Teaching young children in the language they speak at home is essential to eliminating learning poverty



Teaching young children in the language they speak at home is essential to eliminating learning poverty

Children learn more and are more likely to stay in school if they are taught first in a language they speak and understand. However, it is estimated that 37 percent of students in low- and middle-income countries must learn a different language, which places them at a significant disadvantage throughout their school life and limits their learning potential. According to a new World Bank report Loud and Clear: Effective Instructional Language Policies for LearningEffective language of instruction (LoI) policies are critical to reducing learning poverty and improving other learning outcomes, equity, and inclusion.

Instruction is developed through language, written and spoken, and that children learn to read and write is essential to learning all other academic subjects. The loud and clear The report puts it simply: too many children are taught in a language they do not understand, which is one of the most important reasons why many countries have very low levels of learning.

Children most affected by these policies and options are often disadvantaged in other ways: they are in the bottom 40 percent of the socioeconomic ladder and live in more remote areas. They also lack the family resources to address the effects of ineffective language policies on their learning. This contributes to higher dropout rates, repetition rates, higher learning poverty, and lower learning overall.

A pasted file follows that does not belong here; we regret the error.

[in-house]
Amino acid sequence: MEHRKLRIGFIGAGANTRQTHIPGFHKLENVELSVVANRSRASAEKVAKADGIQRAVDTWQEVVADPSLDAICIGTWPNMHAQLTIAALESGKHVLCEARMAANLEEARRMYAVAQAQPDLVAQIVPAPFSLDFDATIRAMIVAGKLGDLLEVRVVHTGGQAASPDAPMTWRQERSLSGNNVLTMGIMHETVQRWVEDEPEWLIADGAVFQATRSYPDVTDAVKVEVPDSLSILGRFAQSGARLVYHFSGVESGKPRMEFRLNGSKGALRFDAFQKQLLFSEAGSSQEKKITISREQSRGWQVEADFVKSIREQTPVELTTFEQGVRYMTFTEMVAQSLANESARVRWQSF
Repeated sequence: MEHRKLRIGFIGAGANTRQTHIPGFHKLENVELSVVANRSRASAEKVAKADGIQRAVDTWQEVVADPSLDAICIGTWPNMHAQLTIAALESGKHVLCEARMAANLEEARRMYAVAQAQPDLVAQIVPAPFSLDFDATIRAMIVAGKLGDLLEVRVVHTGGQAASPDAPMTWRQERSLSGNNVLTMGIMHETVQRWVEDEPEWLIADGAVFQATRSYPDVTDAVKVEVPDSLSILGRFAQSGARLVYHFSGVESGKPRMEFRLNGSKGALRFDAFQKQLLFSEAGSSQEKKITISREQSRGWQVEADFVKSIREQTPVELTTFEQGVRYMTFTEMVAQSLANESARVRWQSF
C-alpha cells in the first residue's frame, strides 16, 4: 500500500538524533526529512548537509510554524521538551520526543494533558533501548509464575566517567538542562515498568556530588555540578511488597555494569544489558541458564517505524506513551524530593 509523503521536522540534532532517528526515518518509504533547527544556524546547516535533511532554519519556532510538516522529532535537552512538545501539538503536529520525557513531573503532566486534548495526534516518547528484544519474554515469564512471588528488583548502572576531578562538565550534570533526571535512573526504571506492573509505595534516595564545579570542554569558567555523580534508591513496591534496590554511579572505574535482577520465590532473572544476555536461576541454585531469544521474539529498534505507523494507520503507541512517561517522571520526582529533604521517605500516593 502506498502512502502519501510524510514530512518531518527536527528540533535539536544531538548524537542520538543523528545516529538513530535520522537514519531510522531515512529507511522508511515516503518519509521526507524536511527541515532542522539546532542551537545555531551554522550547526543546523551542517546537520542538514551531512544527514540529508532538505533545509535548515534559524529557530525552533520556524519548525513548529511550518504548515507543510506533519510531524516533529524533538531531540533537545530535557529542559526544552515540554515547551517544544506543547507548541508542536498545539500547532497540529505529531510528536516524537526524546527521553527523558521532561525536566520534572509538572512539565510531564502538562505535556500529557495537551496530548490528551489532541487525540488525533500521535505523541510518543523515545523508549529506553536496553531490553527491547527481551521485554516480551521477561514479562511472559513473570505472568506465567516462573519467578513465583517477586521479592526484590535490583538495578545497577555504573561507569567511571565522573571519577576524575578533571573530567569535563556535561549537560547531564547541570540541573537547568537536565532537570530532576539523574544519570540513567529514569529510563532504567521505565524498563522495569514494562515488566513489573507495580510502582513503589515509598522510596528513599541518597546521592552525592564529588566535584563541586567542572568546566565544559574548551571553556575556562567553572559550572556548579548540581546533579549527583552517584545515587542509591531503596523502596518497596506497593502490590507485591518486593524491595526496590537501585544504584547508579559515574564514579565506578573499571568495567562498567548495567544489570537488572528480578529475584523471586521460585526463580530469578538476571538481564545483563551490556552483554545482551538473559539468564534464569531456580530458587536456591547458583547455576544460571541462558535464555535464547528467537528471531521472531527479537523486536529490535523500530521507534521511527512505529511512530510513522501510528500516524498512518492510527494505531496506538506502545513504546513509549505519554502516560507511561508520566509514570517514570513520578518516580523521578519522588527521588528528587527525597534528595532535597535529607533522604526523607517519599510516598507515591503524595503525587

The devastating impacts of COVID-19 on learning are putting an entire generation at risk,” He says Mamta Murthi, Vice President of Human Development at the World Bank.Even before the pandemic, many education systems put their students at a disadvantage by requiring that children learn in languages ​​they do not know well and, in too many cases, in languages ​​they do not know at all. Teaching children in a language they understand is essential to recovering and accelerating learning, improving human capital outcomes, and rebuilding more effective and equitable education systems.